woman of distinction

anonymous asked:

Who would you say is the most iconic/important director (obvs female) and why?

This is such an interesting question. What is iconic, what counts as important? To me it would be someone who’s shown longevity in their career, someone who is critically well-regarded but has also had some measure of commercial success, someone with a distinct visual style and someone who has been influential to other filmmakers.

Off the top of my head I can think of maybe 10 women who would easily deserve that title.

If someone put a theoretical gun to my head right now and made me pick one I’d probably say Jane Campion. People maybe not have watched her movies but they usually know her name or if you mention The Piano they’ve heard of it even if they haven’t seen it. People also think she was the first woman to be nominated for Best Director at the Oscars (she wasn’t, it was Lina Wertmüller a woman with a distinctive incredible style who is one of my favourite filmmakers but one whose work has faded into obscurity). The Women and Hollywood blog does mini-interviews with every female director at every major festival and one of the questions they ask everyone is what their favourite film directed by a woman is and films by Campion routinely turn up (she’s probably one of the most cited directors).  

However even though she’s young and I still think has a long career ahead of her, I feel Sofia Coppola coming up fast. Coppola is another one of those few female film directors you can mention that everyone knows. Her earliest films are almost at their 20 year anniversaries and they have endured and are remembered. She’s won a slew of awards, her style is distinct to the point where it can be parodied. People like to mock her for her tumblrcore style but her movies predate tumblr by nearly a decade. Also as someone who watches a lot of no/low budget movies just because they’re directed by women her style is imitated a LOT. I admit that I used to take her talent for granted, but after watching the umpteenth movie about a teenage white girl having existential ennui while staring out a window I started appreciating Coppola as a filmmaker. She knows what she’s doing in a way people trying to imitate her just don’t.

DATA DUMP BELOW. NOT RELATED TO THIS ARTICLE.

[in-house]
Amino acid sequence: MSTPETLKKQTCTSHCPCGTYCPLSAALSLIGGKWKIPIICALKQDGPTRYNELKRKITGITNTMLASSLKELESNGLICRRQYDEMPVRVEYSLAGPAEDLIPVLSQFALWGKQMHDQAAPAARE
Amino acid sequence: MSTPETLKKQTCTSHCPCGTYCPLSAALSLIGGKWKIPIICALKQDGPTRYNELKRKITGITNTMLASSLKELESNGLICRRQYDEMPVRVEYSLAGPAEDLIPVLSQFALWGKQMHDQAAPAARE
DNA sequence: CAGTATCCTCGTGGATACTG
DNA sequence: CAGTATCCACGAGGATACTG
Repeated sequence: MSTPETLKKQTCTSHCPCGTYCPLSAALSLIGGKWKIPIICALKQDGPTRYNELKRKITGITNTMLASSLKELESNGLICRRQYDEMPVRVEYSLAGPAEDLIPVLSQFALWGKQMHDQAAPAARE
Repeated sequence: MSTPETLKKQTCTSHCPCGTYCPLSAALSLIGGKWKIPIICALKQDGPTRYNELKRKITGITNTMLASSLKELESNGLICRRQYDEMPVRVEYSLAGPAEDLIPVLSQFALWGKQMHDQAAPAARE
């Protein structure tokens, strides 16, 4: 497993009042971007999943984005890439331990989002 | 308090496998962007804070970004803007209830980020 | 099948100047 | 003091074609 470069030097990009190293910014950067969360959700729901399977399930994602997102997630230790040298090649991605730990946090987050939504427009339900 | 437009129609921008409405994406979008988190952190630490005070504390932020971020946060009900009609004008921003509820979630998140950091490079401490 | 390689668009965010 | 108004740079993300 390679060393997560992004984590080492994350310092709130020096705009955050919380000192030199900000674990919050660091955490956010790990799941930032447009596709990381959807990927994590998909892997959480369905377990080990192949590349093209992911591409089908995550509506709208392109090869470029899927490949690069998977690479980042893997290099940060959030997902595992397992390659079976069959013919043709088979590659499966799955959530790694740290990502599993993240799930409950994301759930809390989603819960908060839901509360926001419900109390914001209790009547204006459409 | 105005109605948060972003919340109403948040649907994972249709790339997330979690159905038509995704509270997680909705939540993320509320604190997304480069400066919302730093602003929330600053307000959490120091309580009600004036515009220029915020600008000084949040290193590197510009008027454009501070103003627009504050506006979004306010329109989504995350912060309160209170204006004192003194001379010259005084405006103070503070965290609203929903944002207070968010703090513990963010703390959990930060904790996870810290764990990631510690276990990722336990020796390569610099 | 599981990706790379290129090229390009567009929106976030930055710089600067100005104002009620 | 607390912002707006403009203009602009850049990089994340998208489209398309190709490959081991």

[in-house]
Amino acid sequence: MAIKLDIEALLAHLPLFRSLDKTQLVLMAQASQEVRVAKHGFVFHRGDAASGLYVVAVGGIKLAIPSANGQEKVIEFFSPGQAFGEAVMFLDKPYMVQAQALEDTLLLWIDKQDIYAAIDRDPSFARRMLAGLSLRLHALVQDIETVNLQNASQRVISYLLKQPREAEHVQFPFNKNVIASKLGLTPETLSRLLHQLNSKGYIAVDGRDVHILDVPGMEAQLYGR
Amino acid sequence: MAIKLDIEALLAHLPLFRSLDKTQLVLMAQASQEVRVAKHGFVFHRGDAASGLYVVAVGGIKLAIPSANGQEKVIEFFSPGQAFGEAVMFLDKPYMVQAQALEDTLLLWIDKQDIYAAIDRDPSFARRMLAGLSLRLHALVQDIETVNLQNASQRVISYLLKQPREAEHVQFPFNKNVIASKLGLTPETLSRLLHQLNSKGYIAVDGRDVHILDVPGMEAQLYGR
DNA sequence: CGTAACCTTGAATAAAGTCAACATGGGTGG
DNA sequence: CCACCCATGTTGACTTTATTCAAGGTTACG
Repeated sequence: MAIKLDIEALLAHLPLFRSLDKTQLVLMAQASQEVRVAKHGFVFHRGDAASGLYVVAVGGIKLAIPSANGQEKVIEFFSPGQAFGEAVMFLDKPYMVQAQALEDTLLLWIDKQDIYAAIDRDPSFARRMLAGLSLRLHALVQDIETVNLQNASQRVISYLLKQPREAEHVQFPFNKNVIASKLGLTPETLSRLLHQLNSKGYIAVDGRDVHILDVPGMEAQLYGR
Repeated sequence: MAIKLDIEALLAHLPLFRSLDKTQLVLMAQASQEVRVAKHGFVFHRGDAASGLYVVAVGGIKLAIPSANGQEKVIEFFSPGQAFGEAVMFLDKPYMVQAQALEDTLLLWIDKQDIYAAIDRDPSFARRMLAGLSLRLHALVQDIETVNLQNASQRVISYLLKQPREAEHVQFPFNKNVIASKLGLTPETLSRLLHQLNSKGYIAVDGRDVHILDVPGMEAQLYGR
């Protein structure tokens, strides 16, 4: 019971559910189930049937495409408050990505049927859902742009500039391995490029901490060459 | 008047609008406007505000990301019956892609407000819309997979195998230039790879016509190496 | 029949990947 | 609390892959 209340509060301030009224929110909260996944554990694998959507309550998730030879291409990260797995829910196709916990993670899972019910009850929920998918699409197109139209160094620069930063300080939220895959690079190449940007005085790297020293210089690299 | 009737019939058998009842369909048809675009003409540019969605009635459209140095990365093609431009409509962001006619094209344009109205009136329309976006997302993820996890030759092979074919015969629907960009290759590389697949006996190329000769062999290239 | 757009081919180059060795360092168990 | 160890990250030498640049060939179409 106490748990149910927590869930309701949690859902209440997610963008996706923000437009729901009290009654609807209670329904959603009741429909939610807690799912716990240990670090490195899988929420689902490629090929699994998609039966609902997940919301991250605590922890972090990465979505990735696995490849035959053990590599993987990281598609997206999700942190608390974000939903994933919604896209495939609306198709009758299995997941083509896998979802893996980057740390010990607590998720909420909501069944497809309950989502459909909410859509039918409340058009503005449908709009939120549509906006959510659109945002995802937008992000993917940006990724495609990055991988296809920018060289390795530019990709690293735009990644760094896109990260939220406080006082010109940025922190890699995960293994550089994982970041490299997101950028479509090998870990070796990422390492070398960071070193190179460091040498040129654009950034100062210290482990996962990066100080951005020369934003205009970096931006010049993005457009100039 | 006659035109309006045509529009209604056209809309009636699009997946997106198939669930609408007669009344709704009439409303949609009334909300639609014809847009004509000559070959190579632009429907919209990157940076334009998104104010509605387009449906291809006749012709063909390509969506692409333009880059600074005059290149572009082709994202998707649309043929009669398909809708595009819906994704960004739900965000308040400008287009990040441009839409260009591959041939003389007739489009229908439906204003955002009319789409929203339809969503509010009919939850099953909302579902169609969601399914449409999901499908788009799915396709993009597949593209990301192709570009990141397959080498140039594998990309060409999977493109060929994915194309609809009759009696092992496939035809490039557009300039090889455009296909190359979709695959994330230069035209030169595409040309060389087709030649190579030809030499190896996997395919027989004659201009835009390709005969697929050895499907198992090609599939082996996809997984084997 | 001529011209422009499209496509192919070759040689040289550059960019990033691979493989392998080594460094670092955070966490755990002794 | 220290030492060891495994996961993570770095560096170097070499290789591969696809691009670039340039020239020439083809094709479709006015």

Bigelow is another one I feel strongly about. I think she is super under appreciated as a filmmaker, even with the Oscar. I spent a few years watching all of her films and she’s so distinct, even her action movies are carefully crafted. The only thing with Bigelow is that despite her age she peaked rather late (after Coppola despite being twenty years older) and I still feel like her best work is ahead of her so it’s hard to say what her longevity as a filmmaker and her influence will be. Point Break and Strange Days have held up well, but I also want to know what the legacy of her late career work will be.

Of course, women didn’t just start directing in the 90s. There are many women who directed before then who put out iconic movies that are well regarded, but these women aren’t known at all to mainstream audiences, even if they are beloved by cinephiles. Alice Guy Blaché was the first woman to direct narrative films, but few people outside of film students want to watch shorts that are over a century old. Leni Reifenstahl pioneered several film techniques but her legacy is tainted by her associated with Hitler and the fact that her most innovative films are literal Nazi propaganda. Agnès Varda has a career that spans over 60 years, but until recently people didn’t take her seriously as a filmmaker and most of her films were unavailable outside of France. Chantal Akerman is a legend and so many filmmakers were inspired by her and borrowed from her, but her movies made little money, were not widely seen and are not well known to mainstream audiences.

And of course it wouldn’t be right to mention how many women of colour had their careers completely decimated literally for just being who they were and wanting to tell stories about people who looked like them. If there aren’t women of colour who fit my criteria of iconic/important it’s because they were never able to build up the body of work to be so. White women in western countries don’t necessarily have it easy (even someone as privileged as Coppola has faced rampant sexism, including accusations that she doesn’t direct her own films), but they do have more opportunities than other women.